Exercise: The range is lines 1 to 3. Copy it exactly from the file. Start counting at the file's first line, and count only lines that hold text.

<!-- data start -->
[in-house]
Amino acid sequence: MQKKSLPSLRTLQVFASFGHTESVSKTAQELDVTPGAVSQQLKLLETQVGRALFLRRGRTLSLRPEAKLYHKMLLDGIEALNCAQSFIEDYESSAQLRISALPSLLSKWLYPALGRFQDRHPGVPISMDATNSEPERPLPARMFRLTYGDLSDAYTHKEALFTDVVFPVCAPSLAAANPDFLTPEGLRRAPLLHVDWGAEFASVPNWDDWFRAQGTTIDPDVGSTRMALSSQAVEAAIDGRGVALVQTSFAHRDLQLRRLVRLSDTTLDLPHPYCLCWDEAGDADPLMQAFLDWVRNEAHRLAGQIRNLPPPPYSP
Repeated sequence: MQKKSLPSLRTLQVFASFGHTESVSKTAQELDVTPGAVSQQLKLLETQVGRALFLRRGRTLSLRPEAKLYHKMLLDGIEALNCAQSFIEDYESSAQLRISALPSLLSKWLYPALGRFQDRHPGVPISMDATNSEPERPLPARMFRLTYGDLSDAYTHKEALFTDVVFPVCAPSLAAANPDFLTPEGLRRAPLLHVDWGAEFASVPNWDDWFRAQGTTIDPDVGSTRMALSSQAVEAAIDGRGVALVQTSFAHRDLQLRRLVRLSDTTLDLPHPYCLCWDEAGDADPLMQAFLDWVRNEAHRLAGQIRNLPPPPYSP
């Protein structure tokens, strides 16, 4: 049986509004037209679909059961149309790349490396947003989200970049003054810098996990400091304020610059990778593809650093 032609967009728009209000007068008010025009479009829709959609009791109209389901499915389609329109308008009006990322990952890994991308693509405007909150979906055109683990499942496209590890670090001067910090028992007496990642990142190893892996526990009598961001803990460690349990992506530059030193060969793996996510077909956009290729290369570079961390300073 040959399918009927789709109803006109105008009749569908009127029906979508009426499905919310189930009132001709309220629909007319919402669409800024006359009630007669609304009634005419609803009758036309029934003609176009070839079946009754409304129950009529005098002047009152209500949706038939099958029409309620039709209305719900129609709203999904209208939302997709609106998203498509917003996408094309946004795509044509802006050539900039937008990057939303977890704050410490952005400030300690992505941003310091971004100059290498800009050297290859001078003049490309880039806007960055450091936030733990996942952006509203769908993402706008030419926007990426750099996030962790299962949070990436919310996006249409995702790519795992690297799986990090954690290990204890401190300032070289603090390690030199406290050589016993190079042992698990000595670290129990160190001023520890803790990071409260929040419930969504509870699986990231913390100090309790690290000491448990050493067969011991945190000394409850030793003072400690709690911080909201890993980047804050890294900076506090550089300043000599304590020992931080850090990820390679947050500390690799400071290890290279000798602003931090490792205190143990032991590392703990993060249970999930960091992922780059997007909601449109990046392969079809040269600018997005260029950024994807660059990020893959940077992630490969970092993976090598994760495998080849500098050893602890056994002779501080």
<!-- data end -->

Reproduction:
[in-house]
Amino acid sequence: MQKKSLPSLRTLQVFASFGHTESVSKTAQELDVTPGAVSQQLKLLETQVGRALFLRRGRTLSLRPEAKLYHKMLLDGIEALNCAQSFIEDYESSAQLRISALPSLLSKWLYPALGRFQDRHPGVPISMDATNSEPERPLPARMFRLTYGDLSDAYTHKEALFTDVVFPVCAPSLAAANPDFLTPEGLRRAPLLHVDWGAEFASVPNWDDWFRAQGTTIDPDVGSTRMALSSQAVEAAIDGRGVALVQTSFAHRDLQLRRLVRLSDTTLDLPHPYCLCWDEAGDADPLMQAFLDWVRNEAHRLAGQIRNLPPPPYSP
Repeated sequence: MQKKSLPSLRTLQVFASFGHTESVSKTAQELDVTPGAVSQQLKLLETQVGRALFLRRGRTLSLRPEAKLYHKMLLDGIEALNCAQSFIEDYESSAQLRISALPSLLSKWLYPALGRFQDRHPGVPISMDATNSEPERPLPARMFRLTYGDLSDAYTHKEALFTDVVFPVCAPSLAAANPDFLTPEGLRRAPLLHVDWGAEFASVPNWDDWFRAQGTTIDPDVGSTRMALSSQAVEAAIDGRGVALVQTSFAHRDLQLRRLVRLSDTTLDLPHPYCLCWDEAGDADPLMQAFLDWVRNEAHRLAGQIRNLPPPPYSP